I was only seven years old in 1953, when Julius and Ethel Rosenberg were put to death for having allegedly passed information about the US's nuclear bomb program to the USSR. Fortunately, Donald Rosenberg, chief music critic of Cleveland's daily Plain Dealer and no relation (I presume) to Julius and Ethel, will not be given "the chair" for his frequently negative criticisms of the conducting of Franz Welser-Moest, the great Cleveland Orchestra's music director since 2002. But, according to the Baltimore Sun's music critic, Tim Smith, this Rosenberg will no longer be allowed to review the orchestra's concerts for his newspaper.
Let me state up front that I know and like Don Rosenberg, but I also know and like Gary Hanson, the orchestra's executive director, and I have had a couple of friendly chats with Welser-Moest, who strikes me as a highly intelligent, hard-working musician. The issue here, however, has much more to do with principles than with personalities. As a native Clevelander who has lived most of his adult life abroad, I can testify to the fact that the Cleveland Orchestra is the only local institution that is known and revered all over the world, although the city has several other vibrant classical music performing organizations and series. A famous pianist told me a few years ago that foreign music-lovers familiar with the aristocratic performances of this ensemble, but not with its home town, picture Cleveland as a sort of Paris-on-Lake-Erie -- and indeed it is fair to say that in cultural circles around the globe, the Cleveland Orchestra keeps the rest of the city on the map. To prevent Cleveland's main music critic from reviewing the orchestra's concerts is simply preposterous. What if Milan's main music critics were banned from covering La Scala because they criticize the house's artistic directorship? Or, back at home, what if the Plain Dealer's chief sportswriters were banned from covering the Indians, Browns, and Cavs because they give the teams' managers a hard time? Unthinkable.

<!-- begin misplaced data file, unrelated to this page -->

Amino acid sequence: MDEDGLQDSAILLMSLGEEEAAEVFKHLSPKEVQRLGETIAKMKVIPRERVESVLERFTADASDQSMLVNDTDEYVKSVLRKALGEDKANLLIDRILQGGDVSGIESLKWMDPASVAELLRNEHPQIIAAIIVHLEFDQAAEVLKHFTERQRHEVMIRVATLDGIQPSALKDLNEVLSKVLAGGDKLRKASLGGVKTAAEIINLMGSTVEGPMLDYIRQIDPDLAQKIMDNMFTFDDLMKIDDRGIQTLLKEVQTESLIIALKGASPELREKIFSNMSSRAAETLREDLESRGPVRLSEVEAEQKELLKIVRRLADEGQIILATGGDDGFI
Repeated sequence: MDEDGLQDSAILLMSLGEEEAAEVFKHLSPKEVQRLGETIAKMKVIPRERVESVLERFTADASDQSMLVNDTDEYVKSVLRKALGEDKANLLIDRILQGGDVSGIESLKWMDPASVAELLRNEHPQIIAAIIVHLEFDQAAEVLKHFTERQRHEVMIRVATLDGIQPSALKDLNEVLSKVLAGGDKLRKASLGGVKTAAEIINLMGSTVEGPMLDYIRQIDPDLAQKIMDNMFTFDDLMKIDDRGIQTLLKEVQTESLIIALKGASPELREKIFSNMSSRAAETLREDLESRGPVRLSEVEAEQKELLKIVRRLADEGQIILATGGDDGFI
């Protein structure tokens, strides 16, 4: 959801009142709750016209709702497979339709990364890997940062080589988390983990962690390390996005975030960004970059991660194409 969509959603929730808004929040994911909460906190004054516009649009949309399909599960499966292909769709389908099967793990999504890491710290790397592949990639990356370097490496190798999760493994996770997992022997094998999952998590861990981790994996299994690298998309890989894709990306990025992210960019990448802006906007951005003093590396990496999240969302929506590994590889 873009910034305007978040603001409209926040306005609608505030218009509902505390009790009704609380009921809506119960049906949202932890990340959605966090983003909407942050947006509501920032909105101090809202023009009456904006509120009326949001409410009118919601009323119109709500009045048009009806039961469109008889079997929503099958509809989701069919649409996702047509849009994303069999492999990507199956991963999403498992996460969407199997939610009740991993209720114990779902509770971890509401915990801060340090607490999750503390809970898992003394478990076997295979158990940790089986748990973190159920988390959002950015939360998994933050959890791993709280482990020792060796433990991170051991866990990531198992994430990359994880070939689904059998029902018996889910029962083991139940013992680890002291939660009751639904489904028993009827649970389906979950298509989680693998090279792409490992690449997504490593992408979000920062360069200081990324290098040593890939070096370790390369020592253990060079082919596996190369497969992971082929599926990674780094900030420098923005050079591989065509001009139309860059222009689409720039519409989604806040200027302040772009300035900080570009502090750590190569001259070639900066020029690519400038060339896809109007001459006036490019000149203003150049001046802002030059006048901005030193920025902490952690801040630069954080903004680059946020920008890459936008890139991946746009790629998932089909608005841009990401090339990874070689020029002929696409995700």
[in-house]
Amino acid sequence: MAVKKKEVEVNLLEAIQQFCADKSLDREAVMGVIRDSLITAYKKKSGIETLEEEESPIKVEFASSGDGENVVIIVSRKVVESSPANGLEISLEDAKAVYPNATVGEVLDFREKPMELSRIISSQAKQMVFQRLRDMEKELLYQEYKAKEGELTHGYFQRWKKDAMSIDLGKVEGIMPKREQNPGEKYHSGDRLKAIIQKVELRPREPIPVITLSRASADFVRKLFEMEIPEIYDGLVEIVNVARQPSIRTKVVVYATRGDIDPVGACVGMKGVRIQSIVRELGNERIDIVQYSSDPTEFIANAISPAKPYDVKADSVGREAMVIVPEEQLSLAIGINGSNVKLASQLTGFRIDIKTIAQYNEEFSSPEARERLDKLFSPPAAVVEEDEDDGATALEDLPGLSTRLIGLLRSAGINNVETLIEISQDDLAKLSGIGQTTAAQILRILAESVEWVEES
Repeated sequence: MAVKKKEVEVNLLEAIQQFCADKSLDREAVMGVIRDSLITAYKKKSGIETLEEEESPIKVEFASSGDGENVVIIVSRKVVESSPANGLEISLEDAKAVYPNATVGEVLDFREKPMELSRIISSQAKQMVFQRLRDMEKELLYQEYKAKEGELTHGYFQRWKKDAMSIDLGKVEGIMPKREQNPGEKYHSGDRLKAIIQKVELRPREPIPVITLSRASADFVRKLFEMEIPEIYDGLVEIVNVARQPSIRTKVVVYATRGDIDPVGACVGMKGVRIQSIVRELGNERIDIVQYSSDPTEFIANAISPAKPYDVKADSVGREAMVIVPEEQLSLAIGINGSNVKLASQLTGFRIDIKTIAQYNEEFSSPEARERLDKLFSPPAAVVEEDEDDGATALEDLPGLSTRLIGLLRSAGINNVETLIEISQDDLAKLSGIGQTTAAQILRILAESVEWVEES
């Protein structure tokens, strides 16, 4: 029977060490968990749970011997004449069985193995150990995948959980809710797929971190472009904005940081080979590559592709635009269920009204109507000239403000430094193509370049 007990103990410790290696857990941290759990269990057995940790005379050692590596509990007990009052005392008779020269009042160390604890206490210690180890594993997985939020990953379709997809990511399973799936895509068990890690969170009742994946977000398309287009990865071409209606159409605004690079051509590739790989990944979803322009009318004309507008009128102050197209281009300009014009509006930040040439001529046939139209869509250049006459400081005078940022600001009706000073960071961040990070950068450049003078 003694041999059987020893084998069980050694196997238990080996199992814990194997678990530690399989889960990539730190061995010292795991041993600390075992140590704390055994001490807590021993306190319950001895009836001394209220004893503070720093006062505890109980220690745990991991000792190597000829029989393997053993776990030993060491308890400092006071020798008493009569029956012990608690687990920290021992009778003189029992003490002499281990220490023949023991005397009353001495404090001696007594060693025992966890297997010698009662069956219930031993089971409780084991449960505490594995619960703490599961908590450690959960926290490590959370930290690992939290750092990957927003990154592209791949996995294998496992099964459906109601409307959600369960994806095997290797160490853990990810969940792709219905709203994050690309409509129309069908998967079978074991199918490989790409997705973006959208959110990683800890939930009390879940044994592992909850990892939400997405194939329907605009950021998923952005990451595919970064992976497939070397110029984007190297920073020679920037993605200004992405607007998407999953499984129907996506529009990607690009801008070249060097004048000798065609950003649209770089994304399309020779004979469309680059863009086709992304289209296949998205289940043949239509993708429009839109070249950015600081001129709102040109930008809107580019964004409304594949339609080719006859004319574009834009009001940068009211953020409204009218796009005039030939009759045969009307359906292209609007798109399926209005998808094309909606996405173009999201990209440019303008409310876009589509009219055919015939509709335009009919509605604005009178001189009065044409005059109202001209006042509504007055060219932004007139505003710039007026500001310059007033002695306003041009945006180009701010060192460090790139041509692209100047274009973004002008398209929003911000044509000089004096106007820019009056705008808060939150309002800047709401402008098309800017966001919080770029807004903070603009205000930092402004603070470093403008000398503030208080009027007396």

In New York, where I've been living for the last two years, the Times's music critics regularly take Lorin Maazel, the Philharmonic's music director, to task for his interpretations; I'm sure that neither Maazel nor the Philharmonic's executives are delighted by the reviews, but life goes on. The obvious difference is that New York also has the Met, City Opera, the Chamber Music Society of Lincoln Center, important concert series at the Metropolitan Museum of Art, the 92nd Street Y, the Morgan Library, the Frick Collection, etc. etc. etc. -- all major artillery -- whereas Cleveland's major artillery in the field consists of the Cleveland Orchestra, period.